On March 16, 2018, the U.S. Fish & Wildlife Service (FWS) announced the withdrawal of its 2016 proposed rule to list San Fernando Valley spineflower (Chorizanthe parryi var. fernandina), a southern California plant species, as a threatened species under the Endangered Species Act (ESA). The spineflower’s conservation has been one component of the long-standing conflict over the development of Newhall Ranch in northern Los Angeles County, since its discovery on the property in 2000.
According to FWS, the spineflower no longer meets the statutory definition of a threatened or endangered species due to the adoption of new conservation measures in a candidate conservation agreement (CCA) with Newhall Land and Farming (Newhall Land) in 2017. A CCA is a formal agreement between FWS and one or more parties to address the conservation needs of species that are proposed or candidates for listing under the ESA, or species likely to become candidates, before they are listed as endangered or threatened.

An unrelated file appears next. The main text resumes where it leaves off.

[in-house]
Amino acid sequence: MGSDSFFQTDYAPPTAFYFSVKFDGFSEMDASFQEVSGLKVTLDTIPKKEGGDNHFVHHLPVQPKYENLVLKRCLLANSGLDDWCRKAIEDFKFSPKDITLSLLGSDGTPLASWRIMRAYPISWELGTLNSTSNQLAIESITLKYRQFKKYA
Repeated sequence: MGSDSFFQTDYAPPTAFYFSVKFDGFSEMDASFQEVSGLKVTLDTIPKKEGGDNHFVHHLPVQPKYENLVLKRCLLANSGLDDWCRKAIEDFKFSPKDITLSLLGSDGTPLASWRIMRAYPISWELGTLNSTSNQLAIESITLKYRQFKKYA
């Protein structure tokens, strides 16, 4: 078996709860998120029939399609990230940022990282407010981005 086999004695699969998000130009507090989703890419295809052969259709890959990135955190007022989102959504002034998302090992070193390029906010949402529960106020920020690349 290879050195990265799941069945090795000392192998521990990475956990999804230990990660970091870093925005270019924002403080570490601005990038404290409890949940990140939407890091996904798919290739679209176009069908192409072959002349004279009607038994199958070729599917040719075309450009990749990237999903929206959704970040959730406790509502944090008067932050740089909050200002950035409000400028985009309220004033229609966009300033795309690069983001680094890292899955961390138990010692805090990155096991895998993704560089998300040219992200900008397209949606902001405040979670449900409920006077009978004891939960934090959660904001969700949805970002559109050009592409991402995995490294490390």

According to FWS, “The 2017 CCA outlines several new conservation actions that will be enacted to address the current and future threats that we identified in our September 15, 2016, proposed rule [ ].” Specifically, the CCA requires Newhall Land to:
- Establish new spineflower occurrences within the plant’s historical range
- Conserve, manage, and monitor an additional 1500 acres of Newhall land as spineflower habitat
- Conserve and manage an approximately 7-acre portion of the California Department of Fish and Wildlife’s Petersen Ranch Mitigation Bank
Using its Policy for Evaluation of Conservation Efforts to evaluate the likely effectiveness of the 2017 CCA, FWS concluded that “there is sufficient certainty that the conservation efforts outlined in the CCA will be implemented and effective, and significantly reduce the identified threats and their impacts to [spineflower] and its habitat”, thus warranting withdrawal of the proposal to list the species